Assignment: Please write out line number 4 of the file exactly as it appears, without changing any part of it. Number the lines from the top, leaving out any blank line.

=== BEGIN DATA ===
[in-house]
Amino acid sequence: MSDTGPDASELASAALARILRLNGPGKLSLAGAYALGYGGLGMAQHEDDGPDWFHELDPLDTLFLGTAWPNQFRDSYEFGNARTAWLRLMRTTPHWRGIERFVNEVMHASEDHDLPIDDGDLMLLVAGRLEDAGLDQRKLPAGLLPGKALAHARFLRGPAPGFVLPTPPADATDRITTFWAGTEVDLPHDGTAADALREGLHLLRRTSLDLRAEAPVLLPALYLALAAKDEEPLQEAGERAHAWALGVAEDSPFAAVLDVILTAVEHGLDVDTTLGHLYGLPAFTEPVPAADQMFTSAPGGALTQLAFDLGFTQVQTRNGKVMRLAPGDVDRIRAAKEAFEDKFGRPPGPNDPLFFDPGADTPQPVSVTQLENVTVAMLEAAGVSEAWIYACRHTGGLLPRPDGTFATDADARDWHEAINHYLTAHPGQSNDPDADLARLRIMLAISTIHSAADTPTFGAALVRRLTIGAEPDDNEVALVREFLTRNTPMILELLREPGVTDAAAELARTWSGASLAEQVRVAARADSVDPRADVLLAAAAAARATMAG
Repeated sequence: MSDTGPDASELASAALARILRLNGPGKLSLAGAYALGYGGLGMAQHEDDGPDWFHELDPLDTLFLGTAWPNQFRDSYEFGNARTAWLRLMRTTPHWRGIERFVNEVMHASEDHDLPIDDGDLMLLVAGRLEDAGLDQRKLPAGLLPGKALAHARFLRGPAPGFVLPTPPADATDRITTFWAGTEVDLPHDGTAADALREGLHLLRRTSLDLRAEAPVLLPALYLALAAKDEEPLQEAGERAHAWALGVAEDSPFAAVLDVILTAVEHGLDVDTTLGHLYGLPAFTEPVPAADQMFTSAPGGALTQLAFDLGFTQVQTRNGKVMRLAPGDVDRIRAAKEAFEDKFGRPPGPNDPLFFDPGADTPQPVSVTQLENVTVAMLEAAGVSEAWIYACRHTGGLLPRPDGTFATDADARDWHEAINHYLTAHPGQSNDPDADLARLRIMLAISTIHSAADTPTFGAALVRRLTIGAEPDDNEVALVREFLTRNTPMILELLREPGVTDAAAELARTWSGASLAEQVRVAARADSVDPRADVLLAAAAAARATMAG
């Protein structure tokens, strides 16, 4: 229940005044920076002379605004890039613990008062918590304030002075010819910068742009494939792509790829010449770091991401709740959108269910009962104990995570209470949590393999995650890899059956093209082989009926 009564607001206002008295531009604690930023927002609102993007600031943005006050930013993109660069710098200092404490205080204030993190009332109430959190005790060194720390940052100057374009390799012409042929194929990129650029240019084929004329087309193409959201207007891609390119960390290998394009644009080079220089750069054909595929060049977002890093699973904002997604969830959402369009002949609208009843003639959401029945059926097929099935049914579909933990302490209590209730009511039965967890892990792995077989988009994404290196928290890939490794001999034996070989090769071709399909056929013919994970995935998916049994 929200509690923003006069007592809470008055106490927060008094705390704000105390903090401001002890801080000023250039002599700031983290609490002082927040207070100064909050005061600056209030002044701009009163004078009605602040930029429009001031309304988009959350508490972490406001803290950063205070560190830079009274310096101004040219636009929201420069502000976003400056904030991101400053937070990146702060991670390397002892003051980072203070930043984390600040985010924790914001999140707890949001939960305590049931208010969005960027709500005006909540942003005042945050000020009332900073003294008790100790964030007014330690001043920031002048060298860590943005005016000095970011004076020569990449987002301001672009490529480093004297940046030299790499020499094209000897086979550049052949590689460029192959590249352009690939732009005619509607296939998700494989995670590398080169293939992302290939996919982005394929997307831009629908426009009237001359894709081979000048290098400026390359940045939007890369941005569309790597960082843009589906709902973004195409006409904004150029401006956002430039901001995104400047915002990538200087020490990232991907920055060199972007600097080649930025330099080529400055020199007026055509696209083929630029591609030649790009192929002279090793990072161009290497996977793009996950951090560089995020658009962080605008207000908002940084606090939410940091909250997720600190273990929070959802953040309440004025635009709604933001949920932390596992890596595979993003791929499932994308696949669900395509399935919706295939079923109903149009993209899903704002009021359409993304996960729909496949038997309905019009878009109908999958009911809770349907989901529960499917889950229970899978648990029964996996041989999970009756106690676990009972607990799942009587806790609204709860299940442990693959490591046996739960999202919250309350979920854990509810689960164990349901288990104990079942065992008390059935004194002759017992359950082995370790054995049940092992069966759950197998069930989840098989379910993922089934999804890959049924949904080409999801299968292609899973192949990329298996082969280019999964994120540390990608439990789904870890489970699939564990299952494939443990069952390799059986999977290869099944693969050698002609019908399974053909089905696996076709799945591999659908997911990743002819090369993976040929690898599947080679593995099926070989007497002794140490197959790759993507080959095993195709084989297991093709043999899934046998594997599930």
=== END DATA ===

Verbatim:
């Protein structure tokens, strides 16, 4: 229940005044920076002379605004890039613990008062918590304030002075010819910068742009494939792509790829010449770091991401709740959108269910009962104990995570209470949590393999995650890899059956093209082989009926 009564607001206002008295531009604690930023927002609102993007600031943005006050930013993109660069710098200092404490205080204030993190009332109430959190005790060194720390940052100057374009390799012409042929194929990129650029240019084929004329087309193409959201207007891609390119960390290998394009644009080079220089750069054909595929060049977002890093699973904002997604969830959402369009002949609208009843003639959401029945059926097929099935049914579909933990302490209590209730009511039965967890892990792995077989988009994404290196928290890939490794001999034996070989090769071709399909056929013919994970995935998916049994 929200509690923003006069007592809470008055106490927060008094705390704000105390903090401001002890801080000023250039002599700031983290609490002082927040207070100064909050005061600056209030002044701009009163004078009605602040930029429009001031309304988009959350508490972490406001803290950063205070560190830079009274310096101004040219636009929201420069502000976003400056904030991101400053937070990146702060991670390397002892003051980072203070930043984390600040985010924790914001999140707890949001939960305590049931208010969005960027709500005006909540942003005042945050000020009332900073003294008790100790964030007014330690001043920031002048060298860590943005005016000095970011004076020569990449987002301001672009490529480093004297940046030299790499020499094209000897086979550049052949590689460029192959590249352009690939732009005619509607296939998700494989995670590398080169293939992302290939996919982005394929997307831009629908426009009237001359894709081979000048290098400026390359940045939007890369941005569309790597960082843009589906709902973004195409006409904004150029401006956002430039901001995104400047915002990538200087020490990232991907920055060199972007600097080649930025330099080529400055020199007026055509696209083929630029591609030649790009192929002279090793990072161009290497996977793009996950951090560089995020658009962080605008207000908002940084606090939410940091909250997720600190273990929070959802953040309440004025635009709604933001949920932390596992890596595979993003791929499932994308696949669900395509399935919706295939079923109903149009993209899903704002009021359409993304996960729909496949038997309905019009878009109908999958009911809770349907989901529960499917889950229970899978648990029964996996041989999970009756106690676990009972607990799942009587806790609204709860299940442990693959490591046996739960999202919250309350979920854990509810689960164990349901288990104990079942065992008390059935004194002759017992359950082995370790054995049940092992069966759950197998069930989840098989379910993922089934999804890959049924949904080409999801299968292609899973192949990329298996082969280019999964994120540390990608439990789904870890489970699939564990299952494939443990069952390799059986999977290869099944693969050698002609019908399974053909089905696996076709799945591999659908997911990743002819090369993976040929690898599947080679593995099926070989007497002794140490197959790759993507080959095993195709084989297991093709043999899934046998594997599930």